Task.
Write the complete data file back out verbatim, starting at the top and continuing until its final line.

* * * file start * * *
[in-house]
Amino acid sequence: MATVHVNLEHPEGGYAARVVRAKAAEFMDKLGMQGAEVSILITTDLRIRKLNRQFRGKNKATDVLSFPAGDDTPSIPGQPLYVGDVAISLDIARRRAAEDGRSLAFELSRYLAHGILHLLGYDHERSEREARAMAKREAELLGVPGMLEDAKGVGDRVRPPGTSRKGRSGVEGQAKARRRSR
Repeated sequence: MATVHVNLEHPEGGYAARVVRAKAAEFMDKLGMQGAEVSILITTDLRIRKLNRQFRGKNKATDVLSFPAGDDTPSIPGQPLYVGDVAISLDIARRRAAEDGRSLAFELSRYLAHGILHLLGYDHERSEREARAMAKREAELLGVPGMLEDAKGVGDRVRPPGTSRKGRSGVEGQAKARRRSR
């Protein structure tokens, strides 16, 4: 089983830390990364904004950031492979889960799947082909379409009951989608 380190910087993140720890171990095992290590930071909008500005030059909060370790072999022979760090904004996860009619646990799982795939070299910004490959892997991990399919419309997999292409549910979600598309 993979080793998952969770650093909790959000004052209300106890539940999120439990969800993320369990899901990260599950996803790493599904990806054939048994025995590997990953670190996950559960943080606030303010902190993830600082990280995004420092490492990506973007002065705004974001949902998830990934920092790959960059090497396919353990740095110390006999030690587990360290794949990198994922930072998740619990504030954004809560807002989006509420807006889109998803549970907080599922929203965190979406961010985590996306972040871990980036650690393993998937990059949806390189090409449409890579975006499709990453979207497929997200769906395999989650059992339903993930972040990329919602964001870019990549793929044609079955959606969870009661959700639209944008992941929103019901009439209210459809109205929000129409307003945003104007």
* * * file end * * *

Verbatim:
[in-house]
Amino acid sequence: MATVHVNLEHPEGGYAARVVRAKAAEFMDKLGMQGAEVSILITTDLRIRKLNRQFRGKNKATDVLSFPAGDDTPSIPGQPLYVGDVAISLDIARRRAAEDGRSLAFELSRYLAHGILHLLGYDHERSEREARAMAKREAELLGVPGMLEDAKGVGDRVRPPGTSRKGRSGVEGQAKARRRSR
Repeated sequence: MATVHVNLEHPEGGYAARVVRAKAAEFMDKLGMQGAEVSILITTDLRIRKLNRQFRGKNKATDVLSFPAGDDTPSIPGQPLYVGDVAISLDIARRRAAEDGRSLAFELSRYLAHGILHLLGYDHERSEREARAMAKREAELLGVPGMLEDAKGVGDRVRPPGTSRKGRSGVEGQAKARRRSR
């Protein structure tokens, strides 16, 4: 089983830390990364904004950031492979889960799947082909379409009951989608 380190910087993140720890171990095992290590930071909008500005030059909060370790072999022979760090904004996860009619646990799982795939070299910004490959892997991990399919419309997999292409549910979600598309 993979080793998952969770650093909790959000004052209300106890539940999120439990969800993320369990899901990260599950996803790493599904990806054939048994025995590997990953670190996950559960943080606030303010902190993830600082990280995004420092490492990506973007002065705004974001949902998830990934920092790959960059090497396919353990740095110390006999030690587990360290794949990198994922930072998740619990504030954004809560807002989006509420807006889109998803549970907080599922929203965190979406961010985590996306972040871990980036650690393993998937990059949806390189090409449409890579975006499709990453979207497929997200769906395999989650059992339903993930972040990329919602964001870019990549793929044609079955959606969870009661959700639209944008992941929103019901009439209210459809109205929000129409307003945003104007």